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Vin Scully wants to end final regular season calling a game in San Francisco

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Scully reiterated in September 2016 that he would not call any Dodgers' playoff games.

Harry How/Getty Images

LOS ANGELES -- Vin Scully hasn't traveled much in recent seasons, but would like to make at least three in-state road trips with the Dodgers in his final season of broadcasting for the team, including his final regular season game in the home of the Dodgers' biggest rival.

Scully was one of the star attractions for the just under 25,000 people who came to Dodger Stadium for 2016 Dodgers FanFest on Saturday, one day after the Los Angeles City Council voted to rename Elysian Park Avenue to Vin Scully Avenue.

"To be honest, it overwhelmed me," Scully said on Saturday. "For the first time in a while, I didn't have anything to say."

Scully, who missed the Dodgers final week of the regular season in 2015 and the missed the playoffs, says he feels great since his Oct. 8 medical procedure, and energized for his 67th and final season.

The Dodgers broadcaster has cut back on travel in recent seasons, and in 2015 traveled only to Anaheim and twice to San Francisco. Scully said in 2016 his travel schedule is still "up in the air," but that he would like to make at least one trip to the Dodgers' in-state road opponents.

The Dodgers are in Anaheim to play the Angels on May 18-19, travel to San Diego three times to face the Padres (Apr. 4-6, May 20-22, Sept. 27-29), and play the Giants on San Francisco on Apr. 7-10, June 10-12, and Sept. 30-Oct. 2.

That final weekend in San Francisco is where the Dodgers end their regular season, and a series Scully especially has his eye on.

"The last home game is here, then there is a weekend series in San Francisco. As a little kid who was born and raised in the streets of New York, one that grew up literally and figuratively in the Polo Grounds and was a rabid Giants fan — I can tell you that, it's good for the soul," Scully said, laughing. "I think I would love to finish in a game between the Dodgers and the Giants."

But what about the playoffs, should the Dodgers make it to the postseason for a fourth year in a row? Normally, with national television broadcasts taking over, that would move Scully to radio, where he would call the first three innings and final three innings, with Charley Steiner and Rick Monday limited to innings four through six.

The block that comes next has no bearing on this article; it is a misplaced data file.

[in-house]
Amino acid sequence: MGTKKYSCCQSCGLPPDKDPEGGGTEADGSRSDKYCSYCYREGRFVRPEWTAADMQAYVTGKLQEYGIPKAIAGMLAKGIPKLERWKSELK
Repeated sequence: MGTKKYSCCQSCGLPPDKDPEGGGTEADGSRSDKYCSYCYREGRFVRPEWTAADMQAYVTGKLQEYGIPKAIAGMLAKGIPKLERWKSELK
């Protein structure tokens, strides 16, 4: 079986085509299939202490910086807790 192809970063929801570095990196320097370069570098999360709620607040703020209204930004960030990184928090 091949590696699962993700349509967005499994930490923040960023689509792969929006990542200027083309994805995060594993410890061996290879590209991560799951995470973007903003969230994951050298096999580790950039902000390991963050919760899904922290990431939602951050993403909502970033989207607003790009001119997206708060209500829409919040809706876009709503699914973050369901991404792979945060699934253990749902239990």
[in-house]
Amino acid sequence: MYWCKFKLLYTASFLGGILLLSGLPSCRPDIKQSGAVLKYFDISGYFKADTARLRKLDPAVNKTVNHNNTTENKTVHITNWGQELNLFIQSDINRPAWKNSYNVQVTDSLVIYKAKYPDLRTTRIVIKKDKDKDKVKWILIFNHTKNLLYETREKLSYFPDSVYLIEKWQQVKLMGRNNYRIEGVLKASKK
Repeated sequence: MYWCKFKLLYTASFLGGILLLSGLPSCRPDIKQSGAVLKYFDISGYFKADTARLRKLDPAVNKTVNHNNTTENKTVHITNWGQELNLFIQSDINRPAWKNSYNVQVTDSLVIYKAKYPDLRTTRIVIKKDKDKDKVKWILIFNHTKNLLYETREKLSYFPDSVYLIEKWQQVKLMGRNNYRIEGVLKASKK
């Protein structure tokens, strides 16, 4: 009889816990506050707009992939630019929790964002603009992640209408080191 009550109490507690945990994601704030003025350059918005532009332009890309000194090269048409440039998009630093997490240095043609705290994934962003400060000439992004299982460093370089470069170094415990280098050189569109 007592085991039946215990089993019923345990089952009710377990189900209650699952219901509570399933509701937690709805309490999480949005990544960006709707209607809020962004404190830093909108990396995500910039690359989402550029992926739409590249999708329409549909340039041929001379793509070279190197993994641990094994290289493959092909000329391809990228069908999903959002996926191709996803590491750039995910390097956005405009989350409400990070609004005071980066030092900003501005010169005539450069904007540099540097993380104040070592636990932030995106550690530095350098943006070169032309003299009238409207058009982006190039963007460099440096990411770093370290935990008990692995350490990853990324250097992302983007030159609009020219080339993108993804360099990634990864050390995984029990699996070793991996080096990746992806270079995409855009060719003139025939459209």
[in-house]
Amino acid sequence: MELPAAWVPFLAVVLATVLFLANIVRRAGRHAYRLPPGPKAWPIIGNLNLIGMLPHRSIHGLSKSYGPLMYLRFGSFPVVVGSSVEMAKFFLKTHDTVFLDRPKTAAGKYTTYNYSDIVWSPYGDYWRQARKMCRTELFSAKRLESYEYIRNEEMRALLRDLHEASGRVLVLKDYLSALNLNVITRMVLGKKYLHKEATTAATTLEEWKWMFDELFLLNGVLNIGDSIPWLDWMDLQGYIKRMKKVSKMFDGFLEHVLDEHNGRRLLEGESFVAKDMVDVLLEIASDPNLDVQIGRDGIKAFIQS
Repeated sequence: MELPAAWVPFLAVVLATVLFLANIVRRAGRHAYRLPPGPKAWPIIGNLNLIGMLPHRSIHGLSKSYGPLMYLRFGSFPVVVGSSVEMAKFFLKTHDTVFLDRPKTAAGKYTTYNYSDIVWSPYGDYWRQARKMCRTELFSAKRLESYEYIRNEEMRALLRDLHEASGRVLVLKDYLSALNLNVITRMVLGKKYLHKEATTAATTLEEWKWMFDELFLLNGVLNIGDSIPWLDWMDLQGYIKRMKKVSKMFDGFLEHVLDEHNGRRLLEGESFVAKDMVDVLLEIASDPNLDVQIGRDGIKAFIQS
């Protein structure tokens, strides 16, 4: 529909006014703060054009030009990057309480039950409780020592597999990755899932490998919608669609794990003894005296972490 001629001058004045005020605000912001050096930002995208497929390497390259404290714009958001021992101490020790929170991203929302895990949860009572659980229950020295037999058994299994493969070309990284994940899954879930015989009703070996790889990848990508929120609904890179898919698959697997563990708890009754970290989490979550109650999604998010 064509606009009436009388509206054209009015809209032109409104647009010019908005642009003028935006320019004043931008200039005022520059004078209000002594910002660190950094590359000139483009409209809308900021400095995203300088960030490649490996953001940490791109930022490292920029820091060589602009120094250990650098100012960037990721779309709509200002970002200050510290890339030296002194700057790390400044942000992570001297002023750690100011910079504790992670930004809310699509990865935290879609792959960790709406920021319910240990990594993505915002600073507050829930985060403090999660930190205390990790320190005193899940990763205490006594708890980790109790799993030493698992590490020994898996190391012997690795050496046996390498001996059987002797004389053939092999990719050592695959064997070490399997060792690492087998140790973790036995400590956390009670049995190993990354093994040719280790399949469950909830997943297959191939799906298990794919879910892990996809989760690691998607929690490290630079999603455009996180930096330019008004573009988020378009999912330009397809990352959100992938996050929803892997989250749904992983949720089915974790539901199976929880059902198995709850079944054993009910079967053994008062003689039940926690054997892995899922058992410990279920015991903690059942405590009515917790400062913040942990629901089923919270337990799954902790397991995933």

At the moment, Scully doesn't sound too enthused about that proposition.

"Rick and Charley do such a great job all year on radio. I feel like it's unfair that suddenly it's the playoffs and I do six of the nine innings," Scully explained. "I'm hemming and hawing. Maybe, because it will be the last year, I might do the playoffs but I don't think I'd do the World Series."

Hopefully there is plenty of time for the Dodgers to convince Scully otherwise, should they advance that far.

Between now an then, Scully will have his name on a main street leading into Dodger Stadium. He hopes he will one day be joined by the club's former owner.

"I do hope and pray that one day the name O'Malley will be involved. Walter O'Malley took a big gamble," Scully explained. "He came here to play in a track stadium, and that was made fun of throughout baseball. Through his efforts, he built Dodger Stadium.

"That would be, to me, really wonderful."

The naming of Vin Scully Avenue — "I was thinking of making it a toll road," Scully quipped. — might have happened sooner, but Scully declined.

"The Mayor asked me two years ago to have something done, but I didn't think it was time. Now that I'm leaving, it's nice to leave something behind," Scully said. "I love it here so much. You can't leave very much behind. To the people who come here, it will be a hello as well as a goodbye."